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By Joseph Wallace, M. A.
of the Springfield Bar
The S. J. Clarke Publishing Co., Chicago, IL

Page 1267

FREDERICK SELINGER - Frederick Selinger was identified with the business life of Sangamon county as a brock manufacturer and farmer. He made his home in Springfield from 1862 up to the time of his death and became a well-to-do citizen, whose success was attributable to his own efforts. He was a native of Hanover, Germany, born in 1843, his parents being Frederick and Elizabeth Selinger, both of whom were natives of Hanover and came to Springfield in 1862. The father died the following year and the mother afterward returned to Germany, where she departed this life several years ago.

Frederick Selinger acquired but a limited education in the common schools of his native land and after the emigration of the family to the new world he was employed in various ways in Springfield for a few years or until he could gain a start in other business lines. Eventually, however, he joined his brother and established a brock manufacturing plant, the yard being located near the present home of his widow. He continued in the brick manufacturing business for a number of years, the trade constantly increasing and the firm largely supplied the city demand. As his financial resources increased Mr. Selinger invested his money in farming land and also carried on agricultural pursuits to a considerable extent, thus becoming the owner of valuable property which made him one of the prosperous citizens of his community. He continued in the business of manufacturing brock until 1895, when he sold out and turned his attention to the coal business, buying coat at the mines in the winter and hauling it to the city, where he sold it. He continued in that business until his death, which occurred very suddenly on the 10th of February, 1903.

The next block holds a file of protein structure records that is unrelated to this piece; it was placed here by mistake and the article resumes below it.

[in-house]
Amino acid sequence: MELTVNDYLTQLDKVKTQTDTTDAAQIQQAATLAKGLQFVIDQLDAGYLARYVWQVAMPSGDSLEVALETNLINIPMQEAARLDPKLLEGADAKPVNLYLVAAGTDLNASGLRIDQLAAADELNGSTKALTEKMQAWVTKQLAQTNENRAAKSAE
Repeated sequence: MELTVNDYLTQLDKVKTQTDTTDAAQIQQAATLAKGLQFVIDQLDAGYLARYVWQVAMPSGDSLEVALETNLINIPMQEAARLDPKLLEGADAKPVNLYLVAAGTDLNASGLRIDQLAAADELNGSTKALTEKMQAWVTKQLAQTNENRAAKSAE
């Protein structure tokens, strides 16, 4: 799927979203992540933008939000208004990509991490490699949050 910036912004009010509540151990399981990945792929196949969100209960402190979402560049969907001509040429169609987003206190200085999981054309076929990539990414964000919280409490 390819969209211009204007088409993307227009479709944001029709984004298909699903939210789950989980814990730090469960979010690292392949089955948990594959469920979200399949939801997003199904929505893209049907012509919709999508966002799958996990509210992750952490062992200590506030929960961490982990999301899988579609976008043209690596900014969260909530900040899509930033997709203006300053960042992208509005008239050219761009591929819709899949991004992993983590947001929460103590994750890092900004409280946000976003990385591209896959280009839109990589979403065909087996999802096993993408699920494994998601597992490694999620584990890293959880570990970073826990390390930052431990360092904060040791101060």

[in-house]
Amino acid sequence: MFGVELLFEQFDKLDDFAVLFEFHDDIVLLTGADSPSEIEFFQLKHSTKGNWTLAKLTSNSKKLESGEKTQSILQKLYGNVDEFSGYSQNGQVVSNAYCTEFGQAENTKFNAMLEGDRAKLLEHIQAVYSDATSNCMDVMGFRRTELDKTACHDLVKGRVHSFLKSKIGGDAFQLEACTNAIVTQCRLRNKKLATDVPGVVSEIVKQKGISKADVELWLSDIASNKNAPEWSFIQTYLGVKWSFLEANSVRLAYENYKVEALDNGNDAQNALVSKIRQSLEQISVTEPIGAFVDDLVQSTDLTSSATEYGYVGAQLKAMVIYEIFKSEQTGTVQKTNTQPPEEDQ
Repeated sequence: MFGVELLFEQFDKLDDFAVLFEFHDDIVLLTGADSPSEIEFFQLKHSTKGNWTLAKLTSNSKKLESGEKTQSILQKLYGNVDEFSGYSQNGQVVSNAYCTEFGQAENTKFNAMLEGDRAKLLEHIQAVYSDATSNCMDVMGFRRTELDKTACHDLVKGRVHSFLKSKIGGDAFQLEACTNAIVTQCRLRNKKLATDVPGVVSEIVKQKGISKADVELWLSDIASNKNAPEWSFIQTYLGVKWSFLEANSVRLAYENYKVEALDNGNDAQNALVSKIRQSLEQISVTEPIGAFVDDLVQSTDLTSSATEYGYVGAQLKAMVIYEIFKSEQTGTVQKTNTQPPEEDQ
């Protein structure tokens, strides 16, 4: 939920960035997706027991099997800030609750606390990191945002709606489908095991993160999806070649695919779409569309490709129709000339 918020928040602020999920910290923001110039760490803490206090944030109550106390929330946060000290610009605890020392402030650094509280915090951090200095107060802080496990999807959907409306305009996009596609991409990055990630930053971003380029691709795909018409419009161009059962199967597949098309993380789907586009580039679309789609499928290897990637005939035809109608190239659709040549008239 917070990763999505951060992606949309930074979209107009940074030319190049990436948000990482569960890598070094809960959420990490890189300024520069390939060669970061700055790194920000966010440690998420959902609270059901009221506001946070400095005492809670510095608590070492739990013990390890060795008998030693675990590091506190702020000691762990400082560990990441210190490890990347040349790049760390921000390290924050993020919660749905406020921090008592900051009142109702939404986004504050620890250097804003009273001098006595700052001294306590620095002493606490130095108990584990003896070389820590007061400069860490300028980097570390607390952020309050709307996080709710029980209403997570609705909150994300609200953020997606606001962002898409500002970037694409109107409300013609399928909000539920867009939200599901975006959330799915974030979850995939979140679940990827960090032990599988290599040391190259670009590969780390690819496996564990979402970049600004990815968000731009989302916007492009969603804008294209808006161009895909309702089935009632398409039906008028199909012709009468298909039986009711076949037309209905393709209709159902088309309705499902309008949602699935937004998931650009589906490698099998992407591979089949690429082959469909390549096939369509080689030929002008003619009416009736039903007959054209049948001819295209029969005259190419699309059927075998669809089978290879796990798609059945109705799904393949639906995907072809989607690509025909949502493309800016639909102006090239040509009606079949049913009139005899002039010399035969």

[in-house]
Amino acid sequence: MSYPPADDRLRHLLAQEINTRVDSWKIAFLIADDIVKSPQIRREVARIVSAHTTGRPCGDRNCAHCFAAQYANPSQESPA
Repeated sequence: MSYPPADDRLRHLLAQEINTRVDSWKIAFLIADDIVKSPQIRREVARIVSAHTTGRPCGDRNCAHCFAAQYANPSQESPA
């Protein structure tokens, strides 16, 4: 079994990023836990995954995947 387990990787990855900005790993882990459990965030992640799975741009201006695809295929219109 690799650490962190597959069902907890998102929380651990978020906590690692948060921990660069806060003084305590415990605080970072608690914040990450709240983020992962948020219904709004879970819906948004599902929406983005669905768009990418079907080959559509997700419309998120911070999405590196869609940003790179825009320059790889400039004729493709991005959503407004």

Mr. Selinger was married in Springfield to Miss Anna C. Brotje, who was born in Germany, May 17, 1845, a daughter of Christopher and Catherine Brotje, also natives of Germany, where they spent their entire lives. Mrs. Selinger had an aunt living in Springfield and while visiting her she became acquainted with Mr. Selinger. There were five children born of this marriage: John W., who is residing at home and is operating his mother's farm near Springfield; Edward C., who is also at home and is engaged in farming; Henry G., who is engaged in teaming and with his wife, formerly Miss Elizabeth Burns, is residing near his mother on Lawrence avenue; Annie M., who is also at home; and Minnie J., at home.

Mr. Selinger was a member of the Loyal Americans of Springfield and a Democrat in his political views, while all the family attended the German Lutheran Church. He came to America a young man with little knowledge of the country and the habits and customs of its people. His capital was also extremely limited, but he possessed a resolute spirit and determining to make the most of his opportunities he has worked his way steadily upward. He was well known here, especially among the German-American citizens and was very popular with the representatives of the class.

Mrs. Selinger resides at the old homestead at No. 1400 West Lawrence avenue, where she owns thirteen acres of land and a fine two-story brick residence, which was built by her husband. She also owns two farms, one comprising one hundred acres in Gardner township and the other of forty acres in Curran township, there being operated by her sons. The family is well-to-do and is quite prominent in Springfield.

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